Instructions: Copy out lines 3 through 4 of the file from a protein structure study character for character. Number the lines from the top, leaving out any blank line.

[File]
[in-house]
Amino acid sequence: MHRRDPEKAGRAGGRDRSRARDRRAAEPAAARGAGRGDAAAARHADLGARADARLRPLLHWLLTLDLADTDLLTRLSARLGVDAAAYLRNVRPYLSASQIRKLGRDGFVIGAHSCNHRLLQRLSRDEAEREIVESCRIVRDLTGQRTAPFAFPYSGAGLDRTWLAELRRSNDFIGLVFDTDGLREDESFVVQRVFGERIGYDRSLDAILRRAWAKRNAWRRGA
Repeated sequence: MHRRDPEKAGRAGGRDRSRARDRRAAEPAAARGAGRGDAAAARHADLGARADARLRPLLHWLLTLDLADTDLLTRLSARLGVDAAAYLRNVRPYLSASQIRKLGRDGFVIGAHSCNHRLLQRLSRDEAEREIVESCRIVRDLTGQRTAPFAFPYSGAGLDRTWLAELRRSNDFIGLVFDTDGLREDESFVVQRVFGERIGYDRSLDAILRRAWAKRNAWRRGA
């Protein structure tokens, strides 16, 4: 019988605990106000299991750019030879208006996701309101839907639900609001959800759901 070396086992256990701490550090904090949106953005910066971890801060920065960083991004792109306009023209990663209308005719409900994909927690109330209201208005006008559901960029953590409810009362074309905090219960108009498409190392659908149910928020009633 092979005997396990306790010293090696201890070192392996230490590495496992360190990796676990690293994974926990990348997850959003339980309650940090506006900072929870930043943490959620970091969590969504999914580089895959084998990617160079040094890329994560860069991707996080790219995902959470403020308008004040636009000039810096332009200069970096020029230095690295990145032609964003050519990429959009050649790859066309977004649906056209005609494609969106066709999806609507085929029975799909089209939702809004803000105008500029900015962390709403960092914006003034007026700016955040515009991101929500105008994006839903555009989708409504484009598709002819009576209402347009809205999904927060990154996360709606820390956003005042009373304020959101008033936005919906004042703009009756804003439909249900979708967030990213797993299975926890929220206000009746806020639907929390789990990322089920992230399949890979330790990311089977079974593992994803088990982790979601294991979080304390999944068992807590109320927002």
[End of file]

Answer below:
Repeated sequence: MHRRDPEKAGRAGGRDRSRARDRRAAEPAAARGAGRGDAAAARHADLGARADARLRPLLHWLLTLDLADTDLLTRLSARLGVDAAAYLRNVRPYLSASQIRKLGRDGFVIGAHSCNHRLLQRLSRDEAEREIVESCRIVRDLTGQRTAPFAFPYSGAGLDRTWLAELRRSNDFIGLVFDTDGLREDESFVVQRVFGERIGYDRSLDAILRRAWAKRNAWRRGA
């Protein structure tokens, strides 16, 4: 019988605990106000299991750019030879208006996701309101839907639900609001959800759901 070396086992256990701490550090904090949106953005910066971890801060920065960083991004792109306009023209990663209308005719409900994909927690109330209201208005006008559901960029953590409810009362074309905090219960108009498409190392659908149910928020009633 092979005997396990306790010293090696201890070192392996230490590495496992360190990796676990690293994974926990990348997850959003339980309650940090506006900072929870930043943490959620970091969590969504999914580089895959084998990617160079040094890329994560860069991707996080790219995902959470403020308008004040636009000039810096332009200069970096020029230095690295990145032609964003050519990429959009050649790859066309977004649906056209005609494609969106066709999806609507085929029975799909089209939702809004803000105008500029900015962390709403960092914006003034007026700016955040515009991101929500105008994006839903555009989708409504484009598709002819009576209402347009809205999904927060990154996360709606820390956003005042009373304020959101008033936005919906004042703009009756804003439909249900979708967030990213797993299975926890929220206000009746806020639907929390789990990322089920992230399949890979330790990311089977079974593992994803088990982790979601294991979080304390999944068992807590109320927002």